Changing Planet

Turtle Island Helps Gain International Protections for a Record Number of Sharks

This week, Turtle Island has been in Quito, Ecuador for the 11th meeting of the United Nation’s Conference of Parties of the Convention on the Conservation of Migratory Species of Wild Animals (CMS). This important event brings together nations, nonprofits, scientists and experts to discuss the conservation of migrating species, like sharks, that recognize no borders.

The news this morning is encouraging.

A record number of threatened shark species, including Scalloped Hammerhead Sharks, Great Hammerhead Sharks, and Thresher Sharks, will be granted greater international protections in part due to our efforts and those of our partners lobbying for their inclusion in the CMS appendices.

Appendices carry certain obligations for CMS member countries. Appendix I requires that parties enforce strict protections, such as bans on takes. An Appendix II listing commits countries to coordinate trans-boundary conservation measures throughout the species’ range.

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Scalloped Hammerhead Sharks swiming in the Cocos Islands, Costa Rica.

All shark species proposals will be officially incorporated into the CMS’s Appendix II on November 9, 2014, the final day of the Conference.

We were honored to attend the treaty meetings, and provide expert advice with colleagues to delegates from many nations through its participation in side events, and through direct discussion with government officials. I believe this type of international collaboration is key to protecting unique species like the scalloped hammerhead sharks that swim through the waters of many nations.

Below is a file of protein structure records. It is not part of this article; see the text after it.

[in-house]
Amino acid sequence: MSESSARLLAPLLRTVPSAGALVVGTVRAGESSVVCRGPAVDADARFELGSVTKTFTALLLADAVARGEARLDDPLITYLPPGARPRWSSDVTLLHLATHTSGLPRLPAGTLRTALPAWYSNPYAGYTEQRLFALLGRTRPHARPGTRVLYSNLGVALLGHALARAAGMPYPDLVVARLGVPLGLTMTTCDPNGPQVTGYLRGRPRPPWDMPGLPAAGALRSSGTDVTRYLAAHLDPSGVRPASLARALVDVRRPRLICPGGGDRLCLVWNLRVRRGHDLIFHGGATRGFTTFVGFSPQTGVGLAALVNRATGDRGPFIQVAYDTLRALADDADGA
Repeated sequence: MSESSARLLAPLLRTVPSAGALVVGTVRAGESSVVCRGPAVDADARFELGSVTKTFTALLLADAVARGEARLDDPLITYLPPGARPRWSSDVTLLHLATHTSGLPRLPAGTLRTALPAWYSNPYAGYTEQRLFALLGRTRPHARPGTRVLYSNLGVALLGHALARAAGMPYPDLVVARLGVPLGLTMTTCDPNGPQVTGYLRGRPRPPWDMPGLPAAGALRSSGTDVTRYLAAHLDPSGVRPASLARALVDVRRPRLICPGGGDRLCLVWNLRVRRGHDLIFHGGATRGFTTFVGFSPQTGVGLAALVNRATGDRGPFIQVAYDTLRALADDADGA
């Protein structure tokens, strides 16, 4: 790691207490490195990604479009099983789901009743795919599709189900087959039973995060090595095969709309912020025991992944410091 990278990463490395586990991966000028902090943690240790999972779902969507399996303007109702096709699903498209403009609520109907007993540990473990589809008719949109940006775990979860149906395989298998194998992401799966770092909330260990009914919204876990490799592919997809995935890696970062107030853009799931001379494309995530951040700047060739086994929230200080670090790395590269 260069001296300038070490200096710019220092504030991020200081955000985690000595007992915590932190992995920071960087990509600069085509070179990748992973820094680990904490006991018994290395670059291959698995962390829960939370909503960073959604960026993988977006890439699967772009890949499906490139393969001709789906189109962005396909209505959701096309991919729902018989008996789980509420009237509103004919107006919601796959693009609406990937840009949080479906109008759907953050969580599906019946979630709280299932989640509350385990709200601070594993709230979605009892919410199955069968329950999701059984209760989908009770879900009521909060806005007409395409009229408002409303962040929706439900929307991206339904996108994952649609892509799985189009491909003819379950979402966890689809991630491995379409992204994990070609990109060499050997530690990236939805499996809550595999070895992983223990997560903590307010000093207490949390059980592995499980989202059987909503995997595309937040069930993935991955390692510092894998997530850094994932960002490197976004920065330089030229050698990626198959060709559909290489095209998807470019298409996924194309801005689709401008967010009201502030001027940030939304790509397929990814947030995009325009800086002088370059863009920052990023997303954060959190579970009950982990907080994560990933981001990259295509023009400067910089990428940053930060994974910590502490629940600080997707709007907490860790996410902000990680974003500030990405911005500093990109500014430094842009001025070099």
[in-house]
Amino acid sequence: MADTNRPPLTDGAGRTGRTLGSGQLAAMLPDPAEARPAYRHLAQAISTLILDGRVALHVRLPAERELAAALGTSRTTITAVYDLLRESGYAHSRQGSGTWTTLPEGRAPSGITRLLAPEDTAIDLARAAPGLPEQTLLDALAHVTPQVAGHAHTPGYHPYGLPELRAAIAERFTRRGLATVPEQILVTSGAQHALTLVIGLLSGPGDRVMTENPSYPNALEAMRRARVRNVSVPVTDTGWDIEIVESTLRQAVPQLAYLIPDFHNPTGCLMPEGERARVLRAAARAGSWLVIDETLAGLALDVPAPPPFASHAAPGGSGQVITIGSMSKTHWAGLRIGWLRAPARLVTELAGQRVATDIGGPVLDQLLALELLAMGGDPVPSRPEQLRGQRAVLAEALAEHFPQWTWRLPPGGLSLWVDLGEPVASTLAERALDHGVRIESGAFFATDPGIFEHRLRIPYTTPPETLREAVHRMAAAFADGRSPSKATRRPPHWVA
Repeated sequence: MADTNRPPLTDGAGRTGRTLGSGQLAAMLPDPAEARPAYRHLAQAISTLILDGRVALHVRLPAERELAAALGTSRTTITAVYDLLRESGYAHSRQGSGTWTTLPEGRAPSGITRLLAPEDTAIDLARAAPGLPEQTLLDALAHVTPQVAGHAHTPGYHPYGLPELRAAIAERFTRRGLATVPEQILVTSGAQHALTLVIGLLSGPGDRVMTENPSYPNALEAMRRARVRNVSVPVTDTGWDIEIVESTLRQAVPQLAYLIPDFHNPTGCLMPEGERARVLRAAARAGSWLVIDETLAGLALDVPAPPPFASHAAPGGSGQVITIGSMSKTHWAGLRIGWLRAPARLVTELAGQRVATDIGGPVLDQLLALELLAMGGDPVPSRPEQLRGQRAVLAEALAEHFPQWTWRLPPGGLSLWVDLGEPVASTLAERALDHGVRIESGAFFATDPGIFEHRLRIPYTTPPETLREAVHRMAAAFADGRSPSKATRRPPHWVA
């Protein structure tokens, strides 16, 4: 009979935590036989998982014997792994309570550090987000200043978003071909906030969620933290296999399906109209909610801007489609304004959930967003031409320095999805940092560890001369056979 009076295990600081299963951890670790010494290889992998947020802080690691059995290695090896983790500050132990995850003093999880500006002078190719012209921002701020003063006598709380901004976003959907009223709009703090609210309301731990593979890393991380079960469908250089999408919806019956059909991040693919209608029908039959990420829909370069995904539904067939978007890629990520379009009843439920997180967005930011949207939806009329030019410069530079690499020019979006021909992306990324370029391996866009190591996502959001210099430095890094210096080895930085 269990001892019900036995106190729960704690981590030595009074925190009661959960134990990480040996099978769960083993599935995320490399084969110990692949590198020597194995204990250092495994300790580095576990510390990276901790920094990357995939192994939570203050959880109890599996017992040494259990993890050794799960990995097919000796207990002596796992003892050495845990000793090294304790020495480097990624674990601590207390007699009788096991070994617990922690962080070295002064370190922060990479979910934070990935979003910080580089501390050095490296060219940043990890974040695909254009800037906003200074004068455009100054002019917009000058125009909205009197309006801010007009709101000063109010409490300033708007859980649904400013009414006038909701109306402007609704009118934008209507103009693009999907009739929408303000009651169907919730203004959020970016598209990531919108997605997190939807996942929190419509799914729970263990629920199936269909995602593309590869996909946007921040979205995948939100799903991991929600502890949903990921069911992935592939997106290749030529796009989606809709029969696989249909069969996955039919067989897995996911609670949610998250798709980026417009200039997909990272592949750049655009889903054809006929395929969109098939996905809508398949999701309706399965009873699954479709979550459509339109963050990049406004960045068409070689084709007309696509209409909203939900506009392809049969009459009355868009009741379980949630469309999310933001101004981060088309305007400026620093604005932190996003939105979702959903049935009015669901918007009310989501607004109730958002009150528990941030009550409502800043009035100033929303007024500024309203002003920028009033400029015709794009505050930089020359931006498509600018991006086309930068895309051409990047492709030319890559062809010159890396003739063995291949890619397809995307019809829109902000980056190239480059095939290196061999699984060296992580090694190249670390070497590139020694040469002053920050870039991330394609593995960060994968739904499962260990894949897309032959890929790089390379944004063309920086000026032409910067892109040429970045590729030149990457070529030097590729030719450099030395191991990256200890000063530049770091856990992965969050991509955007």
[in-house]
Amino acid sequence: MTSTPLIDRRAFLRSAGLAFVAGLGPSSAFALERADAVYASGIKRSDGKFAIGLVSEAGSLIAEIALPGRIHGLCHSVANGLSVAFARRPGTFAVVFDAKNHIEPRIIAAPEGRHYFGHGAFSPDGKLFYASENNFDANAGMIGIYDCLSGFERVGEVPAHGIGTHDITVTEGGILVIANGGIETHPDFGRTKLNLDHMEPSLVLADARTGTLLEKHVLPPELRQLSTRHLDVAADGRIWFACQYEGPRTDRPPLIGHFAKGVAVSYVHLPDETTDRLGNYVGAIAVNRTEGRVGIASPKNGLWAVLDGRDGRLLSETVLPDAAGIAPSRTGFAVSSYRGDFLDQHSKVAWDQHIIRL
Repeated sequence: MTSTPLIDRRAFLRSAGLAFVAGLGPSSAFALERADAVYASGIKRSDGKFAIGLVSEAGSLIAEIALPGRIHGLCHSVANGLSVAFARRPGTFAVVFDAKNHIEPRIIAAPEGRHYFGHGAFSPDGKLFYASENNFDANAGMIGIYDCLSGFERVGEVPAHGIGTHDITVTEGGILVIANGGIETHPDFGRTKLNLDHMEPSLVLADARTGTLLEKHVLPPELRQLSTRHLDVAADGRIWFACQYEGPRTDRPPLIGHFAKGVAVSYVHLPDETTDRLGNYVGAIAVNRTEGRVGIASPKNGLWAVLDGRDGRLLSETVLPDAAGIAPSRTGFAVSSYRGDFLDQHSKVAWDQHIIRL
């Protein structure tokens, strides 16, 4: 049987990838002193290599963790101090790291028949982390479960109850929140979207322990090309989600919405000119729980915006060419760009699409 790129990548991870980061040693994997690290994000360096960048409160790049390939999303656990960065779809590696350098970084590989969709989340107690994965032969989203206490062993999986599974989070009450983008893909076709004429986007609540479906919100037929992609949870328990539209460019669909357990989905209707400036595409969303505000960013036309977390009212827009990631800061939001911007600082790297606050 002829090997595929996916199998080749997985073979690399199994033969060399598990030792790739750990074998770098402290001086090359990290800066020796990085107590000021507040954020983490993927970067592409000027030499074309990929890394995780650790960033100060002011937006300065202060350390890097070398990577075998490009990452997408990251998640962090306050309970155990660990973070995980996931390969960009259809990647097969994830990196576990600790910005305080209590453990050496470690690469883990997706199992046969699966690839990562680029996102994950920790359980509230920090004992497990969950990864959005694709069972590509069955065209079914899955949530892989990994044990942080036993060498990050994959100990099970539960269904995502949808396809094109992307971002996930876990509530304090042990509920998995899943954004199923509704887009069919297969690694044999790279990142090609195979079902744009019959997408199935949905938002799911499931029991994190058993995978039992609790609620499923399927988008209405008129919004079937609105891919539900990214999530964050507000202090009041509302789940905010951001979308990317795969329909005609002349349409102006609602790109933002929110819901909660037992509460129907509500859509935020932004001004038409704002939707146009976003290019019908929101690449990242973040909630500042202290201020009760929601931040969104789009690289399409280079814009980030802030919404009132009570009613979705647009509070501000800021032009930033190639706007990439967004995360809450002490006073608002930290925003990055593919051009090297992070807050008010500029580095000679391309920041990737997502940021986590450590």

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Turtle Island’s Conservation Science Director Dr. Alex Hearn presents his research on sharks.

I have had the privilege of diving with these hammerhead sharks over the years on research dive expeditions to Cocos Island, Costa Rica and I am personally excited to see the widespread international support for them, and the other five species of sharks in the CMS Appendix II. [1]

This is a start to exciting moment for shark conservation, and one that we hope will lead to improved fishing practices and greater international cooperation to benefit sharks.

Todd Steiner is the founder and executive director of Turtle Island Restoration Network. Previously, he was director of the Tuna Dolphin project, which was responsible for bringing to public view the tuna industry’s impact on dolphins and other marine species. He has more than 30 years experience in environmental protection and education. He serves on the Advisory Board of the Cordell Bank National Marine Sanctuary. He holds an MS in Biology and lives in Forest Knolls, Calif.

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